Greg Wilder

November 18th, 2014 by Rebecca

Greg Wilder has collaborated with choreographers, filmmakers, theater companies and animators in a broad range of venues as composer, sound designer, programmer, and audio engineer. A conservatory-trained composer/pianist, music scientist and software engineer, Greg’s innovations have resulted in numerous international music-technology patents and the development of “Clio”, a music analysis system currently in use by leading companies throughout the music industry. Today, he is developing an open-source suite of music composition software tools capable of listening to and modeling existing sounds and musical structures in order to create new musical possibilities.

Alison Conard

November 18th, 2014 by Rebecca

Alison Conrad and Greg WilderAlison Conard is an artist working in digital media whose work explores the coalescence of sound and story. Her broad range of experiences includes PhD studies in music cognition at McGill University in Montréal, years spent writing for, performing with and producing the art-rock band Voodoo Economics, and marrying acousmatic music with moving images. She incorporates research in neuroscience, artificial intelligence, and cultural studies to create works infused with a deeply personal connection to the human endeavor on a grand scale.

Jim Surette

November 12th, 2014 by Rebecca

Jim SuretteJim is an award-winning cinematographer and photographer with over 20 years of experience in the adventure and action-sports industries. From Everest to Antarctica, Jim has explored every continent, operating cameras in some of the world’s most extreme environments. He’s filmed Discovery Channel’s hit show The Deadliest Catch, National Geographic’s Surviving Everest, and Matchstick Production’s ski film Claim. In 2010, Jim partnered with pro skier Chris Davenport to produce the independent ski documentary Australis: An Antarctic Ski Odyssey. Jim is a native of North Conway, NH, where he says he learned an appreciation for the mountains at an early age. More at: www.granitefilms.com

Tract #59

December 5th, 2013 by Lindsay

Tract #59 consisted of several parcels in Benton, NH:

59: 6,168 acres

59 I: 600.45 acres

59 II: 61.44 acres

59 III: 101.83 acres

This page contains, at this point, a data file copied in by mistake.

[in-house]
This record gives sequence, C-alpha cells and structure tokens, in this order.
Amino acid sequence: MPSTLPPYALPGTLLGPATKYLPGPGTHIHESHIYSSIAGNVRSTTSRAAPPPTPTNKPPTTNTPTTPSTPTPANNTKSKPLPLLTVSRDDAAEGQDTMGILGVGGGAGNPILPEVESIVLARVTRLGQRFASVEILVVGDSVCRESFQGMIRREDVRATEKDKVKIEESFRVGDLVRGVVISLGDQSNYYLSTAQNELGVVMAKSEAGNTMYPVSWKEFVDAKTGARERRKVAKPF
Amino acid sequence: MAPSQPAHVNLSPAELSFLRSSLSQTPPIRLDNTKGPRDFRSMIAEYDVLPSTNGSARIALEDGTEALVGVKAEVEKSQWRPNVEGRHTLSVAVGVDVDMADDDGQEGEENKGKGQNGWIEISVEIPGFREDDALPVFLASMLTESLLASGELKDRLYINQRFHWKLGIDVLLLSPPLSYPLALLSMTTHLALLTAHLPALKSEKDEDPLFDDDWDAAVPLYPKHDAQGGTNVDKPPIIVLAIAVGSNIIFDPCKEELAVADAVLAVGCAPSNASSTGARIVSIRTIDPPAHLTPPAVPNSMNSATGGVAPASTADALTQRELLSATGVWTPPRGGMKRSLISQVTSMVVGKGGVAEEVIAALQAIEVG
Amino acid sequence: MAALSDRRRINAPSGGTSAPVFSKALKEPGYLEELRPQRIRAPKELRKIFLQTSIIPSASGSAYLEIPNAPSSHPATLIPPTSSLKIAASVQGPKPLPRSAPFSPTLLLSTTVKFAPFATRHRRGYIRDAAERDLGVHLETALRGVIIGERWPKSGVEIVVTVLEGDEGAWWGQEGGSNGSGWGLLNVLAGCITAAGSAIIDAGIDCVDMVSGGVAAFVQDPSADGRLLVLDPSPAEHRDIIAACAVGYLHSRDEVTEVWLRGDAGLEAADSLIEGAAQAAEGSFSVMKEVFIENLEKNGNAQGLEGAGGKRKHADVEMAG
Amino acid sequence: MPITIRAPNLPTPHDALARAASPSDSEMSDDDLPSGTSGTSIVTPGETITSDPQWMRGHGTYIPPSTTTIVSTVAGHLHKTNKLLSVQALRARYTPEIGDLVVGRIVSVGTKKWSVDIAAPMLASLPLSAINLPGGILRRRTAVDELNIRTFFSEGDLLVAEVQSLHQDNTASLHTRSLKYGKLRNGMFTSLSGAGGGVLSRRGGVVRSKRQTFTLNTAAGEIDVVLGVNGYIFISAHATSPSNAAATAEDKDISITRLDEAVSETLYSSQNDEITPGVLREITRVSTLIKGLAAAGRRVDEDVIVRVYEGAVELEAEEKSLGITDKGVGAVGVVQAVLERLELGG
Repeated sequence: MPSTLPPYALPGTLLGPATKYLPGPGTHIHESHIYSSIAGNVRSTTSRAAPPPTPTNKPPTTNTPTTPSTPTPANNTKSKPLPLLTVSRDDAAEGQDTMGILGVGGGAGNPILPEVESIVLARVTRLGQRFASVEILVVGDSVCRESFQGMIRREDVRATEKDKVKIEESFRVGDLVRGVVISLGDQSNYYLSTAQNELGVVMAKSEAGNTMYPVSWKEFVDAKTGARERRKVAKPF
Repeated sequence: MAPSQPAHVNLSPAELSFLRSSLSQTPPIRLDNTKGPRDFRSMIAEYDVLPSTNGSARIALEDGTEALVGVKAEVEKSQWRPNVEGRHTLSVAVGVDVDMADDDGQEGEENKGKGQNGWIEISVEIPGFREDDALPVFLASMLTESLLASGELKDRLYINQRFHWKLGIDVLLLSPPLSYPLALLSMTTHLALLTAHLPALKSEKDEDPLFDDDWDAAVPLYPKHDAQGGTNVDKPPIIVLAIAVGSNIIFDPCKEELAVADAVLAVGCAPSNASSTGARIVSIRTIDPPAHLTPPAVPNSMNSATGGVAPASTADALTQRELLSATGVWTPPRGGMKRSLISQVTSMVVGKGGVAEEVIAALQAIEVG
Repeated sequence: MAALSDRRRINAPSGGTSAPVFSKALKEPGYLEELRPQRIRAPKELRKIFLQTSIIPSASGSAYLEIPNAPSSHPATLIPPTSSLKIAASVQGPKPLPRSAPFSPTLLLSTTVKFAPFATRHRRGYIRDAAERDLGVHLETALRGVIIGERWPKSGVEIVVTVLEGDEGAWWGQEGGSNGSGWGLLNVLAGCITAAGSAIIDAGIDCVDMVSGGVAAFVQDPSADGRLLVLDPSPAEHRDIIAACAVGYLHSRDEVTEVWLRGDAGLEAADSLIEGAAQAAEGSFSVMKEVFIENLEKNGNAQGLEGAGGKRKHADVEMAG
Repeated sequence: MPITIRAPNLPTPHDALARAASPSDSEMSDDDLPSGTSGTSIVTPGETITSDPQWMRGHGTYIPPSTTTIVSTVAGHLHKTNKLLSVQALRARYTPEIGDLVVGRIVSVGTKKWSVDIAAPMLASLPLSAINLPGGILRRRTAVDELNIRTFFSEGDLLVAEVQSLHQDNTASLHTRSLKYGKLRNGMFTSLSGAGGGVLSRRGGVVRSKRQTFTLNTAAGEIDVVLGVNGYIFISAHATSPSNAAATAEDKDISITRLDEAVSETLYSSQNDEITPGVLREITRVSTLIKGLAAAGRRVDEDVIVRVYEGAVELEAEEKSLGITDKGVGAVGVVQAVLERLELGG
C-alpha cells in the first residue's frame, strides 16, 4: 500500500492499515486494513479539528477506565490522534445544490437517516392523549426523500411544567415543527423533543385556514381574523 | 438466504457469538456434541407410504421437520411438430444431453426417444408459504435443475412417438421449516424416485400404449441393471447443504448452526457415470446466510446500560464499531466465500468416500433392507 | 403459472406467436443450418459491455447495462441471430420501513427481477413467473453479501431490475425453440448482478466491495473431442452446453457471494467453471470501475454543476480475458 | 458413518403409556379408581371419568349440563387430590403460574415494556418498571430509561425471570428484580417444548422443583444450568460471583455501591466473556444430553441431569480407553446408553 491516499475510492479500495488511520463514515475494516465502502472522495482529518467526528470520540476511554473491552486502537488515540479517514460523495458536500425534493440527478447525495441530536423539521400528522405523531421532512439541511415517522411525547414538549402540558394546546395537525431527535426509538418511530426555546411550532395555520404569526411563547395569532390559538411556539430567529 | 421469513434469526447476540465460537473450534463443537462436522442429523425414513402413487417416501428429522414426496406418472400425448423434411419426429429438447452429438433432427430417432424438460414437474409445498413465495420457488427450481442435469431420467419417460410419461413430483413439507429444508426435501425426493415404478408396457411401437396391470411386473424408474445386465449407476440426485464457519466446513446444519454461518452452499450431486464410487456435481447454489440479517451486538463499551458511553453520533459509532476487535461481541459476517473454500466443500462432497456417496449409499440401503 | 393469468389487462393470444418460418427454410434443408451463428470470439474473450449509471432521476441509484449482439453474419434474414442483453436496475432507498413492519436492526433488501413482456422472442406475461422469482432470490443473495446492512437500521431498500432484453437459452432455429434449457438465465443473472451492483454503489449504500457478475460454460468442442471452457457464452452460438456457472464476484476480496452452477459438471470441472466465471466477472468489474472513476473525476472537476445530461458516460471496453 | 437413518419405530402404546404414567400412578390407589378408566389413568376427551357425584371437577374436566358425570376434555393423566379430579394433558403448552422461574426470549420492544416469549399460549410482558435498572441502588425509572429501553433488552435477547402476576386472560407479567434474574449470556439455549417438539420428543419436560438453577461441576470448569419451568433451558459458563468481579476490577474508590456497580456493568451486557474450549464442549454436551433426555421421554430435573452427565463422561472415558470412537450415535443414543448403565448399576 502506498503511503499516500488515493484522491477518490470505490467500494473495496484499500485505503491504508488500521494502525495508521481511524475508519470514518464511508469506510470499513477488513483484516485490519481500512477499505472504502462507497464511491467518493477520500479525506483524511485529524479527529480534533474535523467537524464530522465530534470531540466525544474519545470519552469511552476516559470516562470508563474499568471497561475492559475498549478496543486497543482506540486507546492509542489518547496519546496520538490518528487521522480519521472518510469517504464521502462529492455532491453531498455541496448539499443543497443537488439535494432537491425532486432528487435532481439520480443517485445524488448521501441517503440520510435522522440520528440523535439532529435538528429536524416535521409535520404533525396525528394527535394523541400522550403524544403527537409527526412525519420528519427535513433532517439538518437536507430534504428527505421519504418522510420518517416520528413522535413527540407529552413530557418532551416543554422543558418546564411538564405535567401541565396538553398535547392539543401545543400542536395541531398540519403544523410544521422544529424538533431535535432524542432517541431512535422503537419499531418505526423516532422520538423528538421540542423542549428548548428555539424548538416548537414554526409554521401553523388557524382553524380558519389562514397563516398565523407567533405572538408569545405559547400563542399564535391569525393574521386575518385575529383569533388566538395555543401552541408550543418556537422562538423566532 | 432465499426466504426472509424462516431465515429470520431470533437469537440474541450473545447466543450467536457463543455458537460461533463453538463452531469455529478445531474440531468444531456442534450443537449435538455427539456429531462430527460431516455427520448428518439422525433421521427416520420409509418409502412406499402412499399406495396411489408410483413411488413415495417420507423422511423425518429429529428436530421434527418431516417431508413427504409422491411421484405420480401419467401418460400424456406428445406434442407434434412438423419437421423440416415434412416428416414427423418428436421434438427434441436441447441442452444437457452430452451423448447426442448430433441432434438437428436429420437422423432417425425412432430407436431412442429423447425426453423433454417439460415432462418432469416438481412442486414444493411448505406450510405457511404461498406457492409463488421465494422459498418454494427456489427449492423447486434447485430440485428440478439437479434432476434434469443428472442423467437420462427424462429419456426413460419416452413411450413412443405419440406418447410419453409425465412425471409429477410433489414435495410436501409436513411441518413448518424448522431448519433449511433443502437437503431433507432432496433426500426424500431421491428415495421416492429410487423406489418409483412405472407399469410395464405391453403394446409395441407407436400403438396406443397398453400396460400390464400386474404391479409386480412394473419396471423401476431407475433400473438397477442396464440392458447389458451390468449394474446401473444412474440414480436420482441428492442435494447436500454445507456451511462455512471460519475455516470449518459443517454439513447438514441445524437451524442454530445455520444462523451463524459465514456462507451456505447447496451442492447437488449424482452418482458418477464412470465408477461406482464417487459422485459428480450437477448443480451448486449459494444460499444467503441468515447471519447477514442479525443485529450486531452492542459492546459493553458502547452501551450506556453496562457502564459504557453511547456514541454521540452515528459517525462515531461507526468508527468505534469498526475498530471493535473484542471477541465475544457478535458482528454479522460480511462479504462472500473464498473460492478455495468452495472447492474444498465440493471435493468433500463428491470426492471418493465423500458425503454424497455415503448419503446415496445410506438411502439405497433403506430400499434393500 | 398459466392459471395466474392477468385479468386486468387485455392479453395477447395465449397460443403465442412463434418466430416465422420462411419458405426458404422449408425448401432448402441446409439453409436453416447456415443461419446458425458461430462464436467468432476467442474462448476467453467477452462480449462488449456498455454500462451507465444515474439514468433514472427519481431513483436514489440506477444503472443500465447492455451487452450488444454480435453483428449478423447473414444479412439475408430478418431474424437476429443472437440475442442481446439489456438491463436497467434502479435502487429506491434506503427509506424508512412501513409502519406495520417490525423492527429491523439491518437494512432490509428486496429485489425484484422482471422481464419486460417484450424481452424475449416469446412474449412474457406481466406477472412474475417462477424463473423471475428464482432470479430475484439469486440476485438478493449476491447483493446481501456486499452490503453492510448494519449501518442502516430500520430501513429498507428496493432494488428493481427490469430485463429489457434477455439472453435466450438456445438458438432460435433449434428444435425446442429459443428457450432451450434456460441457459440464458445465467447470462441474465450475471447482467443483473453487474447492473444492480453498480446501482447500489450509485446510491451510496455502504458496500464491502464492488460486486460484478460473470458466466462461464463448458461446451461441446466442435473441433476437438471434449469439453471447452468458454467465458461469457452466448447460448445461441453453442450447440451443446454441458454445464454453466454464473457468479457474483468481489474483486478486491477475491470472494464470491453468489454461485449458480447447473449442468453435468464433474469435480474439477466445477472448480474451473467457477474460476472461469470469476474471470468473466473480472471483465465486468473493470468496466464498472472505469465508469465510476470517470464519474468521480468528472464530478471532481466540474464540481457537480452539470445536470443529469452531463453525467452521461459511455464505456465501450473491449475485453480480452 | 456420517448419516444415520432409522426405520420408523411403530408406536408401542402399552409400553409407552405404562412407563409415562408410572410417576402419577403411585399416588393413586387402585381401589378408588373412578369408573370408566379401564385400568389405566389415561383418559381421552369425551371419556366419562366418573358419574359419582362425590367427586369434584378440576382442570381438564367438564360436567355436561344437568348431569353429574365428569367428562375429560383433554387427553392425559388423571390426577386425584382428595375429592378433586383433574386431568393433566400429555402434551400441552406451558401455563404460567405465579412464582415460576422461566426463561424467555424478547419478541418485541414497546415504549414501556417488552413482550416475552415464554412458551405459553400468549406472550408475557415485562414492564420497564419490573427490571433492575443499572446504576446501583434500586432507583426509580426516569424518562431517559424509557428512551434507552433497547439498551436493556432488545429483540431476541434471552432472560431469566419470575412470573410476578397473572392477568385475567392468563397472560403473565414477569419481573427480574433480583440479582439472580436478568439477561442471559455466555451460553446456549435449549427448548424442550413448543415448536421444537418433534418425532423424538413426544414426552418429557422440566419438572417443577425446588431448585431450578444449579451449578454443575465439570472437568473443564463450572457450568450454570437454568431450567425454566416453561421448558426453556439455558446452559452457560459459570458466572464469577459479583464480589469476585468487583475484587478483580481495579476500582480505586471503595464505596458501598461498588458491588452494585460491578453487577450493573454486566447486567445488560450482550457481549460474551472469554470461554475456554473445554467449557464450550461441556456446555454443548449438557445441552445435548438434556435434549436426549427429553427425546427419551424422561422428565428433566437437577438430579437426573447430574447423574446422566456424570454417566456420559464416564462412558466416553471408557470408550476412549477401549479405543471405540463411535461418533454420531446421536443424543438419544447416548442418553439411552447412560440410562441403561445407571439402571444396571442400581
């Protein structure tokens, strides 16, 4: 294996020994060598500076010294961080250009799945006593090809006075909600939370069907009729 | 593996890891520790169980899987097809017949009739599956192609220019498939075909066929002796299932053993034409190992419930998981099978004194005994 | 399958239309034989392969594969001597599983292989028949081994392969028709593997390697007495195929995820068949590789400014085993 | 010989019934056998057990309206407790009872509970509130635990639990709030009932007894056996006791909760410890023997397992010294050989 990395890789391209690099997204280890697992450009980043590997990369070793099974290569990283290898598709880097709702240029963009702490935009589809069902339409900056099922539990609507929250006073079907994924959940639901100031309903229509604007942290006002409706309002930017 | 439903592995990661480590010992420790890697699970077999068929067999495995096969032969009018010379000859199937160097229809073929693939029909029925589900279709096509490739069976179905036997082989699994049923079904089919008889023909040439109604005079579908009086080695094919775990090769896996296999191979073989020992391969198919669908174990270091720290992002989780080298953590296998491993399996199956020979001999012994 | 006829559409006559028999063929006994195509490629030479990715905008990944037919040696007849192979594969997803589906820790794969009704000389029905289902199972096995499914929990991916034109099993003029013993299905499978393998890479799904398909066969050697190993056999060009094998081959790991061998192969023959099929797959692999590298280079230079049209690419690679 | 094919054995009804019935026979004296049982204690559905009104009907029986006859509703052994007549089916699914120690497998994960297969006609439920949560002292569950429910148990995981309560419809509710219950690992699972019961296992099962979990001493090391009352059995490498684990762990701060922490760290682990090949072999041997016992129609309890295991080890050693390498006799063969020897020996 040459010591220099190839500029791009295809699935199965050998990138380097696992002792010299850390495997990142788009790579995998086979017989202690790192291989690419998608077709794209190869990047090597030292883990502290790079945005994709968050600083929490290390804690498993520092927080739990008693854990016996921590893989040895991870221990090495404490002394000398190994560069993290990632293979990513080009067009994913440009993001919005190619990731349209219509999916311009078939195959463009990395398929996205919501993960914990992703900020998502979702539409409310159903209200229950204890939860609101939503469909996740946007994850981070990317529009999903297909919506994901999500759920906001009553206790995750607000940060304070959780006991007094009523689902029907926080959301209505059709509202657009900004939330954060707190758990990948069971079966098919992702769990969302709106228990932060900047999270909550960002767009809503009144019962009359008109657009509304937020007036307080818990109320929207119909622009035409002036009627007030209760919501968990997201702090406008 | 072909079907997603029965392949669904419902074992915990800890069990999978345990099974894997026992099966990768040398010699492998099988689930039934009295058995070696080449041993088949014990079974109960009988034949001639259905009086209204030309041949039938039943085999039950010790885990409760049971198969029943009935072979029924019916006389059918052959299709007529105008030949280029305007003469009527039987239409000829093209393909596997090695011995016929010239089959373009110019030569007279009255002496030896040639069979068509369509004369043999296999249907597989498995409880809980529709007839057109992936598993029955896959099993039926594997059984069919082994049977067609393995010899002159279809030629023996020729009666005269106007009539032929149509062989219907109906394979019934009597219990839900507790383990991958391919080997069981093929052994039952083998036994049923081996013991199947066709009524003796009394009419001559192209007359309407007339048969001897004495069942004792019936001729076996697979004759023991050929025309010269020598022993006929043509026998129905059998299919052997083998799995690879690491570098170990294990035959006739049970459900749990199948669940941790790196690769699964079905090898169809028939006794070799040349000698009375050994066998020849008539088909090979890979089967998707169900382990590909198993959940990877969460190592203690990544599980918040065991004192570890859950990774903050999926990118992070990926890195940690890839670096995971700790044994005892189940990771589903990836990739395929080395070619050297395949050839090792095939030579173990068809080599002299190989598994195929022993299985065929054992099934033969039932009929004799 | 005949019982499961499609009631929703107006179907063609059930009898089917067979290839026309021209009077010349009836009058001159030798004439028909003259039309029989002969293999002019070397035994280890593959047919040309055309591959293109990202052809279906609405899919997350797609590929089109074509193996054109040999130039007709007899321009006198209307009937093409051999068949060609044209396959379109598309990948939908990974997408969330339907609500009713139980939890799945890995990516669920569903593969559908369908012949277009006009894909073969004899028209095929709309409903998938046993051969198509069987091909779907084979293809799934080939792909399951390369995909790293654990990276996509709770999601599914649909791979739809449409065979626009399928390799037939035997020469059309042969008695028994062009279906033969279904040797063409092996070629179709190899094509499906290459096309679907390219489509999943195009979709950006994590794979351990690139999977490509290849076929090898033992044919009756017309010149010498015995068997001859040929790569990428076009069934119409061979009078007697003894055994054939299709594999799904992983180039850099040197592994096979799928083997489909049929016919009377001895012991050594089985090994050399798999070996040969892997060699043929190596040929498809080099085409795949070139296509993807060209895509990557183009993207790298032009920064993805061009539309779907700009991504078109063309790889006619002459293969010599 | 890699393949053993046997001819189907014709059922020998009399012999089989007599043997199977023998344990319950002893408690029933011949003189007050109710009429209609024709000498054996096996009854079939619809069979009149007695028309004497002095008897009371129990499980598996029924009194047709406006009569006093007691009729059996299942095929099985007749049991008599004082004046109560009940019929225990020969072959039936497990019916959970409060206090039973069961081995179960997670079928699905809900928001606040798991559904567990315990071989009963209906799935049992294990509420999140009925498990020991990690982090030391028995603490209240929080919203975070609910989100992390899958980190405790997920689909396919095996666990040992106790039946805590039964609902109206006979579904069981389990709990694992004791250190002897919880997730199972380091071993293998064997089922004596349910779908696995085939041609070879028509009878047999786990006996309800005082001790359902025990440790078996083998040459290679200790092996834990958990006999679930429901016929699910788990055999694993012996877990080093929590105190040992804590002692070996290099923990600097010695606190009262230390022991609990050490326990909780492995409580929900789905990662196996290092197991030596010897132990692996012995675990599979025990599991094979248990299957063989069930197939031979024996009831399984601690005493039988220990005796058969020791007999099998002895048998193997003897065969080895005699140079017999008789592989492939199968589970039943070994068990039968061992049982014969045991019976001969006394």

59 IV: 139.90 acres

Total acreage:  7,071.62 acres

 

The Land Value of Tract #59 was $20,970

1.      Virgin Spruce: 2%, 178 acres and valued at $3 per acre for $528*

2.      Culled Lands: 35%, 2,468 acres and valued at $3 per acre for $7,404

3.      Second-growth: 50%, 3,538 acres also at $3 per acre for $10,614

4.      Sub-alpine: 6%, 431 acres on Mount Moosilauke at $1 per acre for $431

5.      Cliff: 2%, 176 acres at $0.50 per acre for $88

6.      Abandoned farmland: 5%, 381 acres at $5 per acre for $1,905

Total Value for Land in the Appraisal: $20,970

* The amount for Virgin Spruce is in error and should be $534

 

The Timber Values of Tract #59 was $99,108:

1.      Pulpwood: 25,801 cords valued at $55,967.50

2.      Ash: 90,000 board feet valued at $1,740

3.      Paper Birch: 9,812 cords valued at $26,244

4.      Other Hardwoods: 9,265 cords valued at $15,156.50

 

Total land and timber value was $120,078 or $17 per acre

 

The US Government made an offer of $93,705.19 or $13.25 per acre for the 7,072 acres of land. Bertram Pike accepted the offer and the records indicate he and the Pike Woodlands Company were paid on January 2, 1914. Pike sold additional lands to the US Government over the next few years. Pike apparently felt that the government offer was fair market value.

 

I [David Govatski] computed the value of the purchase price and per acre cost in 1914 dollars compared with the value of 2013 dollars. In todays money the value would be $2,194,097.65 or $310.25 per acre.

E. Bertram Pike

December 4th, 2013 by Lindsay

E. (Edwin) Bertram Pike was born in Salem, MA on July 24, 1866. He graduated from St Johnsbury Academy with the Class of 1884. He took a commercial course at the New Hampton Commercial College and then entered the family business of the A. F. Pike Manufacturing Company at what was then known as Pike Station near Haverhill, NH.

 

Pike was a traveling salesman for the family business for several years and after it was incorporated as the Pike Manufacturing Company in 1889 he became superintendent of its factories and quarries.

 

Pike was a Republican and President of the Haverhill Republican Club for several years. He was a Representative from Haverhill, NH in the NH Legislature serving on the Appropriations and Forestry Committee.

 

Pike had a strong interest in forestry and was part of the forest conservation movement of that era. Early in 1903, Pike introduced a bill in the NH Legislature appropriating $5,000 for surveying forestry conditions in the White Mountains. The NH Forestry Commission would direct the work, but the federal Bureau of Forestry would do the actual survey work. This report became known as the Chittenden Report, after the name of the author Alfred K. Chittenden, and provided the facts about logging and forest fires that forestry advocates needed. The Chittenden Report was used to demonstrate why a national forest was needed to protect the White Mountain region.

References

December 4th, 2013 by Lindsay

 

Burton, Nancy. 2008. Haverhill and East Haverhill (Images
of America: New Hampshire). Arcadia Publishing. Mount Pleasant, South
Carolina.

 

Fillion, Robert G. 1989. Still Some More Things About
Coventry Benton.  Haverhill Heritage
Series. Woodsville, NH.  Page 39-41.

 

Granite Monthly. Volume 34, 1903, page 361-362. E.
Bertram Pike.

 

Johnson, Christopher and David Govatski. 2013. Forests
for the People: The Story of America’s Eastern National Forests. Island
Press. Covelo, CA.

 

WhiteMountainHistory.org article on Pike, New Hampshire. http://whitemountainhistory.org/Pike_New_Hampshire.html